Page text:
Astronomy Picture of the Day

Discover the cosmos! Each day a different image or photograph of our fascinating universe is featured, along with a brief explanation written by a professional astronomer.

2002 January 16
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Abell 2597's Cosmic Cavities
Credit: B. McNamara (Ohio U. at Athens) et al., CXC, NASA

Explanation: Typical of large galaxy clusters billions of light-years away, Abell 2597 features hundreds of galaxies embedded in a cloud of multimillion degree gas which glows in x-rays. This Chandra Observatory x-ray image shows the hot gas in this cluster's central regions and also reveals two large dark cavities within the x-ray glow; one below and right of center, the other above and left. Not a comment on dental health, Abell 2597's cavities are about 60,000 light-years across. They are thought to be remnants of a 100 million year old explosion originating from a supermassive black hole at the cluster's core. But the dim ghost cavities are not completely empty or they would have collapsed long ago. Instead they are likely filled with hotter gas, high energy particles, and magnetic fields and are moving away from the cluster center, like bubbles rising in champagne. Over the life of a galaxy cluster such explosions may happen over and over, creating a series of cavities which transport magnetic fields away from the cluster center. In fact, radio observations suggest another explosion has since occurred in the center of Abell 2597.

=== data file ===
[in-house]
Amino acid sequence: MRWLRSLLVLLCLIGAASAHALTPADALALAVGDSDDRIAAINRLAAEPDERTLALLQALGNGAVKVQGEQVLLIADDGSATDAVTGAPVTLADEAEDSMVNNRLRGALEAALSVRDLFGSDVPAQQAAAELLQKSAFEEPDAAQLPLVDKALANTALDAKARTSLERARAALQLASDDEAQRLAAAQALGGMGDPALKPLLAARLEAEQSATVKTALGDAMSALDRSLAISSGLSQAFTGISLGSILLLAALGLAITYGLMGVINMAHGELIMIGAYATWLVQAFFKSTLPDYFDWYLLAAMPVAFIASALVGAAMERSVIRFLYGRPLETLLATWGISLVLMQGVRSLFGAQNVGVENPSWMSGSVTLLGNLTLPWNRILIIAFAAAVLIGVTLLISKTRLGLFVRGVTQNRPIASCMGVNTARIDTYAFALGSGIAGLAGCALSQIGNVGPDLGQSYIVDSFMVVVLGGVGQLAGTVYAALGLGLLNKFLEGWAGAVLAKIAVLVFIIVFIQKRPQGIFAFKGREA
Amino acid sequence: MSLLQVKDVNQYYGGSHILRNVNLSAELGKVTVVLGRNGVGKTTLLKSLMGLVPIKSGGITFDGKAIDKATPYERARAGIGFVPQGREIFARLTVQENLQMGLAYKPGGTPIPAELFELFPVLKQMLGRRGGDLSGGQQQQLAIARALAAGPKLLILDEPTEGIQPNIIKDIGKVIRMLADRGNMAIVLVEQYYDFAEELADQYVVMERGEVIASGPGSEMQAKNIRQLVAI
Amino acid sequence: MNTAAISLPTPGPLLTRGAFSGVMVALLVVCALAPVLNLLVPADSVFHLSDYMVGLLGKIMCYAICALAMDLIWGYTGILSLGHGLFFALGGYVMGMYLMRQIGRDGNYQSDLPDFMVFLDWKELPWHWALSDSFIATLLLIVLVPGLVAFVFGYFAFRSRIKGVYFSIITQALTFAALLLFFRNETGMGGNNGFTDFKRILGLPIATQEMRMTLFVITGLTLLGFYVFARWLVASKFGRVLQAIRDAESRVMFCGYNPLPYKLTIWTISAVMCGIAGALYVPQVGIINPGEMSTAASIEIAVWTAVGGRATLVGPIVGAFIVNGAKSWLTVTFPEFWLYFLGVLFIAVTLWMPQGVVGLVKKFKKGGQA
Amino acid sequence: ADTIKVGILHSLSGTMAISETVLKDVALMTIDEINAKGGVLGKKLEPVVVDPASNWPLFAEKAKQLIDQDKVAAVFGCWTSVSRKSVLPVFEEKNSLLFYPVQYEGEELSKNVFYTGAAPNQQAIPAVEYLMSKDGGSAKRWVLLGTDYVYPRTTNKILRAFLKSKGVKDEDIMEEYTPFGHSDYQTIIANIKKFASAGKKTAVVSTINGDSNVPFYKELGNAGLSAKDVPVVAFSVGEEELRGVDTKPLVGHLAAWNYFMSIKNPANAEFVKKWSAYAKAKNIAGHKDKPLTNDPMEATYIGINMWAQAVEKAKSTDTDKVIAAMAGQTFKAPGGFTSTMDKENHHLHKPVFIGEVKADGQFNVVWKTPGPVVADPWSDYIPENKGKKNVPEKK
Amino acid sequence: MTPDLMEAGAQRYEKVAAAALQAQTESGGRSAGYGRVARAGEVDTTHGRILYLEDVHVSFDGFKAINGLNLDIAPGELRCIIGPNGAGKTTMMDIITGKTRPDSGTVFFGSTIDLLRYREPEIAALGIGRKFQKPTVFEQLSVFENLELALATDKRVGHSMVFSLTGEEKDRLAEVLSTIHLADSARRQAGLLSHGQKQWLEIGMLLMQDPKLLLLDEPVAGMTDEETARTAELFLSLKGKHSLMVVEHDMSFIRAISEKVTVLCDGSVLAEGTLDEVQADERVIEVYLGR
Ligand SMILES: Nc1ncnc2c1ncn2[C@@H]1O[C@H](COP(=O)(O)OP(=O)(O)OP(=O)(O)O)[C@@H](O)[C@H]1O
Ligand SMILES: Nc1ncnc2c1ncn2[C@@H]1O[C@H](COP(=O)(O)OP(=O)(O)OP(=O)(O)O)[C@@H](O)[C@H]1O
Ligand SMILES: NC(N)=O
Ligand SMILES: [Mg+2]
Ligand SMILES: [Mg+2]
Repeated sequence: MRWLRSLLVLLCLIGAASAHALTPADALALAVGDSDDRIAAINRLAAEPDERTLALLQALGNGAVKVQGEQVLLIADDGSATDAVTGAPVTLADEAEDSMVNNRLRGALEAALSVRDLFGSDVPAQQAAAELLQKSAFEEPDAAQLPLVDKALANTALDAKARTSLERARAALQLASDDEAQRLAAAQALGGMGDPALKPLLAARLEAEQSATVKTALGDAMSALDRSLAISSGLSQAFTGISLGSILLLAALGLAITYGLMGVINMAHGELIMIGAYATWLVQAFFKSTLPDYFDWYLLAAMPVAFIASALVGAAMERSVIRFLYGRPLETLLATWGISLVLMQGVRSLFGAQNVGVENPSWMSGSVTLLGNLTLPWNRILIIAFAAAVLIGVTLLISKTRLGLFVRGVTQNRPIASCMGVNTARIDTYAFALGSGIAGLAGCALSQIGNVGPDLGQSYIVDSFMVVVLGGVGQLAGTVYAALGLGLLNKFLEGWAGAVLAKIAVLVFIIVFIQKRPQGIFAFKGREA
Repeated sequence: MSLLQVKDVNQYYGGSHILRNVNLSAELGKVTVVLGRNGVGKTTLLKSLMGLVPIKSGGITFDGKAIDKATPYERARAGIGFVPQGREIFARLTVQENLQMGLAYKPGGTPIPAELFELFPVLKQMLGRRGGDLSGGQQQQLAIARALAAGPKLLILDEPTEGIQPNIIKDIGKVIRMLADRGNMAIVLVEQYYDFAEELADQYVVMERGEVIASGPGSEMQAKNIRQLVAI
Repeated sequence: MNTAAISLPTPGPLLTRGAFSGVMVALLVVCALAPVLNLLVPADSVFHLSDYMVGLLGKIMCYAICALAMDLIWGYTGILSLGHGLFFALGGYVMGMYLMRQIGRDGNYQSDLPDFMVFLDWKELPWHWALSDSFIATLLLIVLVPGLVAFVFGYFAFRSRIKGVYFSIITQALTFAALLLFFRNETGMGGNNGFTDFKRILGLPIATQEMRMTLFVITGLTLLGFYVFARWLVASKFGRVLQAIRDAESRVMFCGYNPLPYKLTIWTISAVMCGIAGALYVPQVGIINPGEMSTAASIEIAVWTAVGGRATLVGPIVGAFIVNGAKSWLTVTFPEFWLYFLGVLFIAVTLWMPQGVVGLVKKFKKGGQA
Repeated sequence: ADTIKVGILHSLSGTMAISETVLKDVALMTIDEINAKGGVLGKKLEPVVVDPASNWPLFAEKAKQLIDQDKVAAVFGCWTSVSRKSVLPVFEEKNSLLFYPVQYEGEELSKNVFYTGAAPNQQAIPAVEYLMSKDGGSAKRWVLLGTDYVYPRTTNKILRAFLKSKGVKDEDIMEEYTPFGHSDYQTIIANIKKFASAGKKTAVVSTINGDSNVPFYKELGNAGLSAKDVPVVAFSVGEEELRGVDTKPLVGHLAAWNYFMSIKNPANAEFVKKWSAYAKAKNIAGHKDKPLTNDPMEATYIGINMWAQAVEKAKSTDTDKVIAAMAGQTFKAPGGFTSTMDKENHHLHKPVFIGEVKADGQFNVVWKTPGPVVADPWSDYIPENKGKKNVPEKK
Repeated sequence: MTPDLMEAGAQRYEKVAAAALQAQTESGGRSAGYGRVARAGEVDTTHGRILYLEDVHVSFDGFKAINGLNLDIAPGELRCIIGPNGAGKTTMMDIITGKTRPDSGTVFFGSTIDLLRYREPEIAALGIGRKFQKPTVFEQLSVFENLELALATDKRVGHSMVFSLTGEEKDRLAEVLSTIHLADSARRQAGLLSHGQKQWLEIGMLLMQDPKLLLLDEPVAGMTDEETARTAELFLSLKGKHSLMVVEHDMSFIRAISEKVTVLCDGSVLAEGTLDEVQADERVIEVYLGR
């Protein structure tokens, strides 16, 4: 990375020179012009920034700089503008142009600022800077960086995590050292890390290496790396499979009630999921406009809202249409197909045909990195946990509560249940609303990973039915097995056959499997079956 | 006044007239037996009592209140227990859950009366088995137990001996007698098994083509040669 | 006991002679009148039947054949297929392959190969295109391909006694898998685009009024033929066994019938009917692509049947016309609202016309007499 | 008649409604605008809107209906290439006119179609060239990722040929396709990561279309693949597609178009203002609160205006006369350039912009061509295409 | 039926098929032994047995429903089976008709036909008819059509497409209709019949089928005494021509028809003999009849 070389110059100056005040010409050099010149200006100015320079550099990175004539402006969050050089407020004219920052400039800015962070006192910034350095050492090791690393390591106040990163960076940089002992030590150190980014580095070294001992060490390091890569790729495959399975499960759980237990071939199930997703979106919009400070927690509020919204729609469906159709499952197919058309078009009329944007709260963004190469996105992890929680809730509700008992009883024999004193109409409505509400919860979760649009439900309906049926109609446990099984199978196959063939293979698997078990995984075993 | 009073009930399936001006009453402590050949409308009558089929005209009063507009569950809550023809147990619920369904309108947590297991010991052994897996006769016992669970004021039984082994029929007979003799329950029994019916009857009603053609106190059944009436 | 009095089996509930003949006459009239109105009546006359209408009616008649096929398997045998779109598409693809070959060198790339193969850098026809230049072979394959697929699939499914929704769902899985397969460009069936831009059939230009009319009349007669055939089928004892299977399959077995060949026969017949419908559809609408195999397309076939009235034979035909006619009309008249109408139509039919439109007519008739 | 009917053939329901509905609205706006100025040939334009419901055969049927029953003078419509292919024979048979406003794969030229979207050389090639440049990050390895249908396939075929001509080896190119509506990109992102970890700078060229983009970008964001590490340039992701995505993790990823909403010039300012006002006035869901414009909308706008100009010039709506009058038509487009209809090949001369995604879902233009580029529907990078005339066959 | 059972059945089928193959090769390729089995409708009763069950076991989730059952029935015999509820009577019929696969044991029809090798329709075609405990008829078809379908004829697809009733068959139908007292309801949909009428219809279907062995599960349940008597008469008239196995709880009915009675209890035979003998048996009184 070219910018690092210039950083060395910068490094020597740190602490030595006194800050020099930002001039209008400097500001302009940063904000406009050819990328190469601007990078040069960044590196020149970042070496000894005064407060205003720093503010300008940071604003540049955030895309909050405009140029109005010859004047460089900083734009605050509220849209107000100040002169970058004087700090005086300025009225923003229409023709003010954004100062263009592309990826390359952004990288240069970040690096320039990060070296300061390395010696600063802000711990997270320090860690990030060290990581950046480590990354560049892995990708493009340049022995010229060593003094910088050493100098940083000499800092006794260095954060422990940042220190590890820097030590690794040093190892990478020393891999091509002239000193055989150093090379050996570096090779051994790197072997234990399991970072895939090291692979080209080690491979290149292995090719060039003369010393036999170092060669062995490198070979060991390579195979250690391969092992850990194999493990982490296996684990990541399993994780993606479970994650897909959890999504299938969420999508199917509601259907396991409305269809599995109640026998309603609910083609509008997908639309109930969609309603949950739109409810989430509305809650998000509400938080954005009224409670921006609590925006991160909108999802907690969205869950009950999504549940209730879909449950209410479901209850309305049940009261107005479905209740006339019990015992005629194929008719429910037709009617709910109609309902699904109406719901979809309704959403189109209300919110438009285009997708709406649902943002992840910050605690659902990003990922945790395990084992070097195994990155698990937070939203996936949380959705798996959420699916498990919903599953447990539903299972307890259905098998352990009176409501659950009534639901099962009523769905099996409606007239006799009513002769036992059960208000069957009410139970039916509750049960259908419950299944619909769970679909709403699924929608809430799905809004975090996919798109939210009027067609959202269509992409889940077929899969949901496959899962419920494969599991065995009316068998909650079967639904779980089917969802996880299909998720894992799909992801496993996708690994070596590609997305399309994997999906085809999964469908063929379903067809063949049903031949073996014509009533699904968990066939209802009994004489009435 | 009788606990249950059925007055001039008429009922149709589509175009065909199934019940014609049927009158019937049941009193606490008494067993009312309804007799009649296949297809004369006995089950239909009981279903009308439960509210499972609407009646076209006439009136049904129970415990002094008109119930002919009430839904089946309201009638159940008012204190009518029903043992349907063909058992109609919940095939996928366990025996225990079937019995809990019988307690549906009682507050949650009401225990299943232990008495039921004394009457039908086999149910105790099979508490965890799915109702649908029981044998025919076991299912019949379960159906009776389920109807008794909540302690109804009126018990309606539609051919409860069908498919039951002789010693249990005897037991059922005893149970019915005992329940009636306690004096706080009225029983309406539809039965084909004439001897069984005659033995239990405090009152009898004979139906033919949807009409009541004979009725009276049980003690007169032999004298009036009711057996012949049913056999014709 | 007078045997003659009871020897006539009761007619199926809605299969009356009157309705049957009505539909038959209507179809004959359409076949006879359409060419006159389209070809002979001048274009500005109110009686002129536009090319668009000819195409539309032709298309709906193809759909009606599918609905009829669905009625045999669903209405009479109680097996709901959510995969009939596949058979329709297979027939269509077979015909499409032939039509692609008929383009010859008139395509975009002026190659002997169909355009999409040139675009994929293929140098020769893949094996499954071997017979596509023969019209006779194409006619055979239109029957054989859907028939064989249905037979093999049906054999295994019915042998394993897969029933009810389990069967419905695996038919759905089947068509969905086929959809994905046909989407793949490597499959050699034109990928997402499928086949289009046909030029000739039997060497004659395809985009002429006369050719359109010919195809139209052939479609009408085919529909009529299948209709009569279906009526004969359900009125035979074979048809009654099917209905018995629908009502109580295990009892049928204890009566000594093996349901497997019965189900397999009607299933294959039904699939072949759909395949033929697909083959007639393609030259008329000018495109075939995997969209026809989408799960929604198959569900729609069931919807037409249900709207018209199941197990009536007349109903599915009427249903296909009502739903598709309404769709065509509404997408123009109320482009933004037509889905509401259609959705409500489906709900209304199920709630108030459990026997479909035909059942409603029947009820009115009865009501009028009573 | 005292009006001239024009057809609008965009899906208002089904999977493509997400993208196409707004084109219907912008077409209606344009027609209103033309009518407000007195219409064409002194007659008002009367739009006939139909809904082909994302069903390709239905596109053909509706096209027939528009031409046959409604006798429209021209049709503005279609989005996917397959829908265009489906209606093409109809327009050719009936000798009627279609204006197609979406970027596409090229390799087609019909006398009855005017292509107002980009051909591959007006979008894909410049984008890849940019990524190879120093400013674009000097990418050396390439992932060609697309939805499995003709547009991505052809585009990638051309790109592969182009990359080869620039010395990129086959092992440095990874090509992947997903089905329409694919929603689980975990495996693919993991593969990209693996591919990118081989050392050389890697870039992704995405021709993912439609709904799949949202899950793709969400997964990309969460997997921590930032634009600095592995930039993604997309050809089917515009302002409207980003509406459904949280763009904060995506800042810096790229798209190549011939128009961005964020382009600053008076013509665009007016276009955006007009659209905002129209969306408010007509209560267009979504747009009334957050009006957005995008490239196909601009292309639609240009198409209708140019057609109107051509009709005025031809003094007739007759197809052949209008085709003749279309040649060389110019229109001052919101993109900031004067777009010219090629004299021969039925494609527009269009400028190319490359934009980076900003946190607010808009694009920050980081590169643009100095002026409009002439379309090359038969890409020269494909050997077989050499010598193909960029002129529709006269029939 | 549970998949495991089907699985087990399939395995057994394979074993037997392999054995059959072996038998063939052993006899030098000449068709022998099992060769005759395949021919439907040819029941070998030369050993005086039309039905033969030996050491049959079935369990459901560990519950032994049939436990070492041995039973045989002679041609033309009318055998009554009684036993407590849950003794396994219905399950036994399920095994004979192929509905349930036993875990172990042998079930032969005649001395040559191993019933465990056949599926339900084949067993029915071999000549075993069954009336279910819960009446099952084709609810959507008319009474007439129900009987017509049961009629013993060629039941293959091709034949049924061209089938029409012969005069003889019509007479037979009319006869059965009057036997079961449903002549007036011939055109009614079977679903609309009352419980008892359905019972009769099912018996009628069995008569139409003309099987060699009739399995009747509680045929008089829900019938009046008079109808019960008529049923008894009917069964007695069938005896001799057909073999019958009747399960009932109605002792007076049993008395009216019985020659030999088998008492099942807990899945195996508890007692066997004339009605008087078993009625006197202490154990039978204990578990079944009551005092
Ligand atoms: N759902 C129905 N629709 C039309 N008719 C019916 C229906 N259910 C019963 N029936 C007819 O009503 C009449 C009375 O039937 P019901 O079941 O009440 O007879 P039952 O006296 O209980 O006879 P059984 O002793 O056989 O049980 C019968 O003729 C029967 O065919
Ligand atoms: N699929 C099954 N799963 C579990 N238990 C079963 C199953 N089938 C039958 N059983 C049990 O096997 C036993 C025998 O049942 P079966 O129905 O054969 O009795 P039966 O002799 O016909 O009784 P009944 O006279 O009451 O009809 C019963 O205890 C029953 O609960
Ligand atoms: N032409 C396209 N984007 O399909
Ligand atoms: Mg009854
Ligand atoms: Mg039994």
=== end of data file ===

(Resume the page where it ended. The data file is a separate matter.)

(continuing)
Tomorrow's picture: Far Sighting

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